WACO, Texas — Nine people were killed Sunday and some others injured after a shootout erupted among rival biker gangs at a Central Texas restaurant, sending patrons and bystanders fleeing for safety, a police spokesman said.
The violence erupted shortly after noon at a busy Waco marketplace along Interstate 35 that draws a large lunchtime crowd. Waco police Sgt. W. Patrick Swanton said eight people died at the scene of the shooting at Twin Peaks restaurant and another person at a hospital. It's not immediately clear if bystanders are among the dead.
Others were injured, Swanton said, but just how many and the severity of those injuries was not known.
"There are still bodies on the scene of the parking lot at Twin Peaks," he said. "There are bodies that are scattered throughout the parking lot of the next adjoining business."
A photo from the scene showed dozens of motorcycles parked in a lot. Among the bikes, at least three people wearing what looked like biker jackets were on the ground, two on their backs and one face down. Police were standing a few feet away in a group. Several other people also wearing biker jackets were standing or sitting nearby.
Swanton said police were aware in advance that at least three rival gangs would be gathering at the restaurant and at least 12 Waco officers in addition to state troopers were at the restaurant when the fight began.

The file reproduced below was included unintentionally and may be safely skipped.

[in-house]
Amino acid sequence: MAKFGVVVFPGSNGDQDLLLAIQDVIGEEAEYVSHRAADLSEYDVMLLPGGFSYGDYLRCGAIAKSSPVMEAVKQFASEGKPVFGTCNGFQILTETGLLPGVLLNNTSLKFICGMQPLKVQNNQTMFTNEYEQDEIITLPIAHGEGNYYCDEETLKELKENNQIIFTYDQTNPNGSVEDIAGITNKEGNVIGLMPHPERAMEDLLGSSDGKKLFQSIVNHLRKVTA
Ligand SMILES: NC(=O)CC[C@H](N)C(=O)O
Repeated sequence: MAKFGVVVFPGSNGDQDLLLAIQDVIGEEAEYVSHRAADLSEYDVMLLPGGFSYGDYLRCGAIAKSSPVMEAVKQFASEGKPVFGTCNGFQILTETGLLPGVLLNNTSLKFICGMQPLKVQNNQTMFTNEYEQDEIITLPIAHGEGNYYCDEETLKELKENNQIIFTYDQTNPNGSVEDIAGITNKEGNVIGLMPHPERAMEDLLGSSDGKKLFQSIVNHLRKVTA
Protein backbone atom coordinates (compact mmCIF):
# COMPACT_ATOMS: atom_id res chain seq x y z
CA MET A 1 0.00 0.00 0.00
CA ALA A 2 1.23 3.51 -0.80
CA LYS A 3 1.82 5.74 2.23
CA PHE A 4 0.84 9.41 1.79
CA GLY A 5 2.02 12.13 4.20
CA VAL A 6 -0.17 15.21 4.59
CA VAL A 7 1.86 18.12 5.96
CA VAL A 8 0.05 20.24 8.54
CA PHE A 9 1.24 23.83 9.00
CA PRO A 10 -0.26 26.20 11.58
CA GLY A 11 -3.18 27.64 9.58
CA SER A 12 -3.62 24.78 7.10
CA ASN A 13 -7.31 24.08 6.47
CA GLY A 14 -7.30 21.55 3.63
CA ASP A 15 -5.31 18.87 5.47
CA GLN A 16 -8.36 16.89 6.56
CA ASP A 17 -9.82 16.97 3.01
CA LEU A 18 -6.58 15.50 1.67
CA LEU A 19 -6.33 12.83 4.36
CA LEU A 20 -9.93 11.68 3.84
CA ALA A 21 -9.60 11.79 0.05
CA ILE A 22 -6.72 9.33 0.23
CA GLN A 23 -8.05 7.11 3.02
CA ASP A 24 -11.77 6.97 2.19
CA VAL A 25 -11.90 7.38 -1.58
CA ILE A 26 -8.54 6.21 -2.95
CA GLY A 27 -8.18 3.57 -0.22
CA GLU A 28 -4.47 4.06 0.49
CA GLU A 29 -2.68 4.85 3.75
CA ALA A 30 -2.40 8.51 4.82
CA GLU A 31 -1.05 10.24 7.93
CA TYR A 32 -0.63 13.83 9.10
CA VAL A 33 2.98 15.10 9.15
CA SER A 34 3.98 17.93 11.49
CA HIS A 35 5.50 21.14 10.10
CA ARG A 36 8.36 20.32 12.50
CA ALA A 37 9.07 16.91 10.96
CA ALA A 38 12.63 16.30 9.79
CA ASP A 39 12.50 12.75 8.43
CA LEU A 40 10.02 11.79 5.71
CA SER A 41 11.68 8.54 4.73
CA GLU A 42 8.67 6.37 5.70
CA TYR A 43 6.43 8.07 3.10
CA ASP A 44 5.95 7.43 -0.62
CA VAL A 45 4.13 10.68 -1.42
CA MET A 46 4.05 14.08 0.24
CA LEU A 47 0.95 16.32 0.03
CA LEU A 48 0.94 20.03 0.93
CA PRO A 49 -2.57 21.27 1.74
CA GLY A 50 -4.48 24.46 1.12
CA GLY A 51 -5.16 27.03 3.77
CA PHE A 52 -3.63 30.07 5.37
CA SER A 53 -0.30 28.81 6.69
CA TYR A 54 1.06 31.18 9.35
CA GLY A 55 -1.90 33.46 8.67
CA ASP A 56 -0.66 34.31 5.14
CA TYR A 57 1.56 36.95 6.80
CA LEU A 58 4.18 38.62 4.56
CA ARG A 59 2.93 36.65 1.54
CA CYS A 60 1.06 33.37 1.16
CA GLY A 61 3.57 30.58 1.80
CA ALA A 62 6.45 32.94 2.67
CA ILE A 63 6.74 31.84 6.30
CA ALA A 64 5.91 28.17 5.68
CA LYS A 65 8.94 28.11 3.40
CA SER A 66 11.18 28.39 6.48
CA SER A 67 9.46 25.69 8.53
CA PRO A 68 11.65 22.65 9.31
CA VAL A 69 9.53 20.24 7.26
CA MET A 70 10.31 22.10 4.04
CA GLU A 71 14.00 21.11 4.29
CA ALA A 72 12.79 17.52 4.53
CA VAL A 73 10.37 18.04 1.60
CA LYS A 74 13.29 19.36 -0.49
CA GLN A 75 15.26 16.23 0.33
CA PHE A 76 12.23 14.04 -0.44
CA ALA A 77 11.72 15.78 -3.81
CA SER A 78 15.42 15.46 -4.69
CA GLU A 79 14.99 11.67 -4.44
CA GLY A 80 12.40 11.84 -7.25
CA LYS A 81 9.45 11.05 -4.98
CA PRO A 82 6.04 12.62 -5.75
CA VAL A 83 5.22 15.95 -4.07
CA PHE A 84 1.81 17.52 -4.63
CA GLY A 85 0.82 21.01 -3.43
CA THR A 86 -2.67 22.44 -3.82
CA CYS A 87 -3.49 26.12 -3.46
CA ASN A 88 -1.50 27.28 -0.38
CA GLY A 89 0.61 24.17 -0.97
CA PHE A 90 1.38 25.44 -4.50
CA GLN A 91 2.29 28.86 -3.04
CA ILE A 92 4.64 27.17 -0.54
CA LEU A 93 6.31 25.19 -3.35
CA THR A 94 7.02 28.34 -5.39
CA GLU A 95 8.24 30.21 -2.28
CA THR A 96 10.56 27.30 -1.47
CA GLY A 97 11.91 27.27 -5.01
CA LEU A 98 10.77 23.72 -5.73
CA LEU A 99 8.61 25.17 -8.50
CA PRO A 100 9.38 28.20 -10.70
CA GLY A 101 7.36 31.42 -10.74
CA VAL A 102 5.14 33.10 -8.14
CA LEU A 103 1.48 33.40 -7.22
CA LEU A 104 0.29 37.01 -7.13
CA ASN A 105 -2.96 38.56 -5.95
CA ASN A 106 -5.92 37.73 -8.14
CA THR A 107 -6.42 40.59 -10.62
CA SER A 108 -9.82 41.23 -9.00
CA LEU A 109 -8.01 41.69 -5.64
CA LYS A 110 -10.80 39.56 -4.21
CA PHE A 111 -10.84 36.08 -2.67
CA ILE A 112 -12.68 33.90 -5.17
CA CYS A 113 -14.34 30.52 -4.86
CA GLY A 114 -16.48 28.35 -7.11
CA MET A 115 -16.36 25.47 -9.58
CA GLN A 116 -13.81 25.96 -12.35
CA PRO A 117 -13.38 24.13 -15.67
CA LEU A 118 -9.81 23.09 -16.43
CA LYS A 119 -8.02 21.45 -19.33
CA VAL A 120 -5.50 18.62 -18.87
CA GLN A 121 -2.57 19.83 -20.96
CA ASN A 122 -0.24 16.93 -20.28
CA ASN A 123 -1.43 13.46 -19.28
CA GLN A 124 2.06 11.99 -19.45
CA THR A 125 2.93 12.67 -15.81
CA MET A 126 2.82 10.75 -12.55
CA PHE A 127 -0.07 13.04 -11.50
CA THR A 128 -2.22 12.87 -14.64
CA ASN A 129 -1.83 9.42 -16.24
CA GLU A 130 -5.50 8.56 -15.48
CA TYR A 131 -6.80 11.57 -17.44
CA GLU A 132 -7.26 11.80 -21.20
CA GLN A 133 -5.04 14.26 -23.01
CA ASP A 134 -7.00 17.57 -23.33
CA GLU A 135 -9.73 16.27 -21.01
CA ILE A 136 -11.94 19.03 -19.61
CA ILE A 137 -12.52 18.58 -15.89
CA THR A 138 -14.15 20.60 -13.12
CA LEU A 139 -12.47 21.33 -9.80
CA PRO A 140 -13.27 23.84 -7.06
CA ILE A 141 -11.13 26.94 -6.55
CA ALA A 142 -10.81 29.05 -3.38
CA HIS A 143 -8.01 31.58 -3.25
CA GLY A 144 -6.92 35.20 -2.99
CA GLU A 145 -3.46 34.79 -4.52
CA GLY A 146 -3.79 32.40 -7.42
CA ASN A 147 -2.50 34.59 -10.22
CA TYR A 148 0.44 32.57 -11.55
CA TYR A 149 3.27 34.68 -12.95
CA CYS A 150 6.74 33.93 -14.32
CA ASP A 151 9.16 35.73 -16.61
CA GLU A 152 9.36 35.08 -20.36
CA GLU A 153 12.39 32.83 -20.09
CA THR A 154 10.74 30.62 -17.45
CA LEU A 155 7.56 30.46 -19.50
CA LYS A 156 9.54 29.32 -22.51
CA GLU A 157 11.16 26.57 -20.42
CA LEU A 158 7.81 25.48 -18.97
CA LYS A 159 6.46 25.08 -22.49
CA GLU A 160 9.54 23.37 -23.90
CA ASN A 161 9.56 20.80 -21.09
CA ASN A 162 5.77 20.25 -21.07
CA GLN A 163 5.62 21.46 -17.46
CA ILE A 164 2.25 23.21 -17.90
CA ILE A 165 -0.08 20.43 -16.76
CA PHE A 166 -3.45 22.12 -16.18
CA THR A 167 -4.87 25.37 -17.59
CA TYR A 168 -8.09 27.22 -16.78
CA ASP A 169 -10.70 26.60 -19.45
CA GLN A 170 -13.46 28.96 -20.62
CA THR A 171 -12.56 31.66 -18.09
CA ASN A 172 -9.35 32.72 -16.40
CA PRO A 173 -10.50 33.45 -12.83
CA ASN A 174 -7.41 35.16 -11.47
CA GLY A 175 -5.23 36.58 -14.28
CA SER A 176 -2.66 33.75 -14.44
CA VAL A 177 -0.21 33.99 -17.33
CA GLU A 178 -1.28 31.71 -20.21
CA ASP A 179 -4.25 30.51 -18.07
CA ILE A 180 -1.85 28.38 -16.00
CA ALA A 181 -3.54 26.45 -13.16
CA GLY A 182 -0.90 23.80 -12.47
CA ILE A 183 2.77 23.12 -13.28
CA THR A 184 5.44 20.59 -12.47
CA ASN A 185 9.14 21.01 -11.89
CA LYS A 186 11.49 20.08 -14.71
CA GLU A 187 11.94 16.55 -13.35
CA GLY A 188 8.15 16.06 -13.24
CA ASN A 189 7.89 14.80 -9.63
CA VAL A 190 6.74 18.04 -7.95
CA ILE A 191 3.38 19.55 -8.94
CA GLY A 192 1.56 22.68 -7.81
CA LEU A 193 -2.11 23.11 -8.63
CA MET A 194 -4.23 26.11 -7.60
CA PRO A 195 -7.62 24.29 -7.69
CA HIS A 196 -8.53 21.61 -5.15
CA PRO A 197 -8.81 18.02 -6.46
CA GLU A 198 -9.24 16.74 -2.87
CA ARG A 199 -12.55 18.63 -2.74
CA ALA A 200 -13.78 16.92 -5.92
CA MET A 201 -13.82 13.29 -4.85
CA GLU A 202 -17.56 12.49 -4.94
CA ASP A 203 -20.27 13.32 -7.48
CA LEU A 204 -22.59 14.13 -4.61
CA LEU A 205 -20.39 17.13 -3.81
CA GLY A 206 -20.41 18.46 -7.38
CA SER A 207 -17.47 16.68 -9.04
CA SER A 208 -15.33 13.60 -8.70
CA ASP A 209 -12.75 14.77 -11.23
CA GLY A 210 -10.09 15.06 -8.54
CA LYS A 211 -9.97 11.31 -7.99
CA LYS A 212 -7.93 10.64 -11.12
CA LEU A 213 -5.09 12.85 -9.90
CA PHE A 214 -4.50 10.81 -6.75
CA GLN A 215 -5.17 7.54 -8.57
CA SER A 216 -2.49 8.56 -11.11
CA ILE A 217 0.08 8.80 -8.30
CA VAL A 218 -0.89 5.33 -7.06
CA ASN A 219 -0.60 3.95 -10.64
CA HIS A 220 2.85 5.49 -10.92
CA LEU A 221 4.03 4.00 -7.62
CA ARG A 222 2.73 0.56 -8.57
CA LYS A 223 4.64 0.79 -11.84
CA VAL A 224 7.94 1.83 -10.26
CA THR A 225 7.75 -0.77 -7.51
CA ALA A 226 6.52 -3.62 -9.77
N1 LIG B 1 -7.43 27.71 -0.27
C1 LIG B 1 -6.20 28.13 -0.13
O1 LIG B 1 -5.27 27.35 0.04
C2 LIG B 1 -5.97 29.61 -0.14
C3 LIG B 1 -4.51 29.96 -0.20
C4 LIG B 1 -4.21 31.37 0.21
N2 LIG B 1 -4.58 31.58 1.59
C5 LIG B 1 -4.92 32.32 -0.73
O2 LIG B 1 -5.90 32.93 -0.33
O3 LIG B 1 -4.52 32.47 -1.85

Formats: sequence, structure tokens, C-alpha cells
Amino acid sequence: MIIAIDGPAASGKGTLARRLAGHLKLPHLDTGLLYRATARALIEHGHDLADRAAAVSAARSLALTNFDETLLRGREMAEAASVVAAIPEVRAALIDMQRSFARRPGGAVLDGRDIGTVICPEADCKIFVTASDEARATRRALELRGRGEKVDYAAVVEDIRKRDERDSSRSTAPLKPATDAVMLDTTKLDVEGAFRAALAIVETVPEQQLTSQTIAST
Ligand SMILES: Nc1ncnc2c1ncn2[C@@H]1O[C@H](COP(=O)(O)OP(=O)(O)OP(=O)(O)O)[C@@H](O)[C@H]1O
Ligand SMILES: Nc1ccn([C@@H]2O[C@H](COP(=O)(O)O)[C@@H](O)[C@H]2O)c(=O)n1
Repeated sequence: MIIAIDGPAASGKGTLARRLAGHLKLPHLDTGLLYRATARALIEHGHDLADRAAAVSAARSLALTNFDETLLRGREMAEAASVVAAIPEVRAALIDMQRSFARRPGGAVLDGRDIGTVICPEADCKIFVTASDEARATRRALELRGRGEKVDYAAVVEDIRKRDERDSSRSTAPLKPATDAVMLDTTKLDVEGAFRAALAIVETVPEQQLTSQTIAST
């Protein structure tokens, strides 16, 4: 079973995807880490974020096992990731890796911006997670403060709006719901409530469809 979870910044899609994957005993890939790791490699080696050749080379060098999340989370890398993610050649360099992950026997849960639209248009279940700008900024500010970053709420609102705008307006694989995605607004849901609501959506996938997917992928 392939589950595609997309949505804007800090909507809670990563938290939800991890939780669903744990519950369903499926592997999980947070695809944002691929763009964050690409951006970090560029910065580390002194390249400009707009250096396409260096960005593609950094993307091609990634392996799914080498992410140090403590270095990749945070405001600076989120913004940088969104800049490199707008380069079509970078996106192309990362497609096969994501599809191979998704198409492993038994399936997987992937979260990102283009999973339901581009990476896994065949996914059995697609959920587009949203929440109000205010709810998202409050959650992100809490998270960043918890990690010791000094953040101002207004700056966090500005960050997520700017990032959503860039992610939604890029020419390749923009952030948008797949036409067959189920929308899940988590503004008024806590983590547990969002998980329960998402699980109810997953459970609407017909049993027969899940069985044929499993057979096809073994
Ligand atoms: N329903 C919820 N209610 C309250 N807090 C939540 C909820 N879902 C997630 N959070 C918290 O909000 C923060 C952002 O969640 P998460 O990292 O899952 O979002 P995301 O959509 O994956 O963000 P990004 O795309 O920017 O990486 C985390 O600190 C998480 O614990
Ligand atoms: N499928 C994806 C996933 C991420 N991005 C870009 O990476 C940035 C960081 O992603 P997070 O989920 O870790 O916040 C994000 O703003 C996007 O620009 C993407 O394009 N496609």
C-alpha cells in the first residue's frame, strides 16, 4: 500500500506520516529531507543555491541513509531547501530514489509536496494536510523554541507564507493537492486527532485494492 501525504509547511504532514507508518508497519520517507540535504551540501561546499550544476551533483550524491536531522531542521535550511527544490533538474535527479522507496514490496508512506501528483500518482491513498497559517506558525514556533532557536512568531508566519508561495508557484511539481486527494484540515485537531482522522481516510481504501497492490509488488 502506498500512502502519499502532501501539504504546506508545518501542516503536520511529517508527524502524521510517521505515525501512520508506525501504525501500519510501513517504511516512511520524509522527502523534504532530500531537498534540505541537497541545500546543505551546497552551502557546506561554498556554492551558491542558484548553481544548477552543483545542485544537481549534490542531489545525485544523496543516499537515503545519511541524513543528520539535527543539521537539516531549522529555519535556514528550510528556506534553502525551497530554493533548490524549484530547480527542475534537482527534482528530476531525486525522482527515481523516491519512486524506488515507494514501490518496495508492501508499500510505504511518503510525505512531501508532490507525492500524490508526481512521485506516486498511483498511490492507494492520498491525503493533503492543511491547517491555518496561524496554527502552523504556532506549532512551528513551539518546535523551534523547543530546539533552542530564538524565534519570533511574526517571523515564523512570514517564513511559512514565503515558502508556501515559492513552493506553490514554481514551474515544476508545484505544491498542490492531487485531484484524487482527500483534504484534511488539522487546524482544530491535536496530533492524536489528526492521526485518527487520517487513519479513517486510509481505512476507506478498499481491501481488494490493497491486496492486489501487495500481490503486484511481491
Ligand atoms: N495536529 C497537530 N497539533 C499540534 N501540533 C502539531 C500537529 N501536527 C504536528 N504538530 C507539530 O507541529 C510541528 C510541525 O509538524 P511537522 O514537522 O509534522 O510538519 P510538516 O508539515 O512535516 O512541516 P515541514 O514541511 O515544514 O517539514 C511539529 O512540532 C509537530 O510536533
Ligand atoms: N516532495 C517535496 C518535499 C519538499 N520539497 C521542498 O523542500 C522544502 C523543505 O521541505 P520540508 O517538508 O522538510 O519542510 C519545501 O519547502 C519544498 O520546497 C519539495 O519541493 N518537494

When the shooting began in the restaurant and then continued outside, armed bikers were shot by officers, Swanton said, explaining that the actions of law enforcement prevented further deaths.
It's not known what triggered the violence but Swanton and McLennan County District Attorney Abel Reyna said tensions had simmered among rival gangs for months.
"Apparently the management (of Twin Peaks) wanted them here and so we didn't have any say-so on whether they could be here or not," Swanton said.
Attempts to contact Twin Peaks for comment were not immediately successful.
The fight inside the restaurant began when punches were thrown and it quickly escalated to include chains and knives before firearms were drawn, Swanton said.